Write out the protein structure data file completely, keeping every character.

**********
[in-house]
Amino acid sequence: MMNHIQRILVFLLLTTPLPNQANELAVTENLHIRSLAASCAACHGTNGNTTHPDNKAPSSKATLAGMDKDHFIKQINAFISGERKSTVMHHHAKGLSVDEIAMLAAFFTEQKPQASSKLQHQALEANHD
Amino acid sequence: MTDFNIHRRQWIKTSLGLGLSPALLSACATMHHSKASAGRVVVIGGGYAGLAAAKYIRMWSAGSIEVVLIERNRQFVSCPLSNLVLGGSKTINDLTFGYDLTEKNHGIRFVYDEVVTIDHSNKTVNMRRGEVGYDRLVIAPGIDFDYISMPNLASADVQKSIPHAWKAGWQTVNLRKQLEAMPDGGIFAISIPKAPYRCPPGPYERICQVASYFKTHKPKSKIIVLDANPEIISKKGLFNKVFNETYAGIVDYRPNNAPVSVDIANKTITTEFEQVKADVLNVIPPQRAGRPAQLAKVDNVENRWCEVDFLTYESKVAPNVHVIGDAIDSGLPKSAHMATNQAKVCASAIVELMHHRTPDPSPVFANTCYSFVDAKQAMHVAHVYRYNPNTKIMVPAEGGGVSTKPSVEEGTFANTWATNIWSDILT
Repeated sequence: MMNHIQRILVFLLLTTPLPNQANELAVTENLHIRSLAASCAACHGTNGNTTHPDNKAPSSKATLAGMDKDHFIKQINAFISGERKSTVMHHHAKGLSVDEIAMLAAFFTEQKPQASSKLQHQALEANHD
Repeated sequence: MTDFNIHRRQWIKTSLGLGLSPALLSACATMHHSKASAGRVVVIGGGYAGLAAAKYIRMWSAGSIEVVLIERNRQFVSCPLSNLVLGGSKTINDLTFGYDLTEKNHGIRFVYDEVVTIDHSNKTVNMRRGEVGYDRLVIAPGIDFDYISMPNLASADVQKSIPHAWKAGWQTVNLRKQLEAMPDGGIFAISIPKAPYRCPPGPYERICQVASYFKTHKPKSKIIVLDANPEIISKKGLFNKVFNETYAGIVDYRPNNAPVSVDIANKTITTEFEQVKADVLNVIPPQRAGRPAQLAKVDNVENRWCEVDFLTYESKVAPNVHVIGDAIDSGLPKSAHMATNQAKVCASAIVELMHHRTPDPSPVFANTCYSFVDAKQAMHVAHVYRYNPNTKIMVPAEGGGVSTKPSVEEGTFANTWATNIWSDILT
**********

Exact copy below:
[in-house]
Amino acid sequence: MMNHIQRILVFLLLTTPLPNQANELAVTENLHIRSLAASCAACHGTNGNTTHPDNKAPSSKATLAGMDKDHFIKQINAFISGERKSTVMHHHAKGLSVDEIAMLAAFFTEQKPQASSKLQHQALEANHD
Amino acid sequence: MTDFNIHRRQWIKTSLGLGLSPALLSACATMHHSKASAGRVVVIGGGYAGLAAAKYIRMWSAGSIEVVLIERNRQFVSCPLSNLVLGGSKTINDLTFGYDLTEKNHGIRFVYDEVVTIDHSNKTVNMRRGEVGYDRLVIAPGIDFDYISMPNLASADVQKSIPHAWKAGWQTVNLRKQLEAMPDGGIFAISIPKAPYRCPPGPYERICQVASYFKTHKPKSKIIVLDANPEIISKKGLFNKVFNETYAGIVDYRPNNAPVSVDIANKTITTEFEQVKADVLNVIPPQRAGRPAQLAKVDNVENRWCEVDFLTYESKVAPNVHVIGDAIDSGLPKSAHMATNQAKVCASAIVELMHHRTPDPSPVFANTCYSFVDAKQAMHVAHVYRYNPNTKIMVPAEGGGVSTKPSVEEGTFANTWATNIWSDILT
Repeated sequence: MMNHIQRILVFLLLTTPLPNQANELAVTENLHIRSLAASCAACHGTNGNTTHPDNKAPSSKATLAGMDKDHFIKQINAFISGERKSTVMHHHAKGLSVDEIAMLAAFFTEQKPQASSKLQHQALEANHD
Repeated sequence: MTDFNIHRRQWIKTSLGLGLSPALLSACATMHHSKASAGRVVVIGGGYAGLAAAKYIRMWSAGSIEVVLIERNRQFVSCPLSNLVLGGSKTINDLTFGYDLTEKNHGIRFVYDEVVTIDHSNKTVNMRRGEVGYDRLVIAPGIDFDYISMPNLASADVQKSIPHAWKAGWQTVNLRKQLEAMPDGGIFAISIPKAPYRCPPGPYERICQVASYFKTHKPKSKIIVLDANPEIISKKGLFNKVFNETYAGIVDYRPNNAPVSVDIANKTITTEFEQVKADVLNVIPPQRAGRPAQLAKVDNVENRWCEVDFLTYESKVAPNVHVIGDAIDSGLPKSAHMATNQAKVCASAIVELMHHRTPDPSPVFANTCYSFVDAKQAMHVAHVYRYNPNTKIMVPAEGGGVSTKPSVEEGTFANTWATNIWSDILT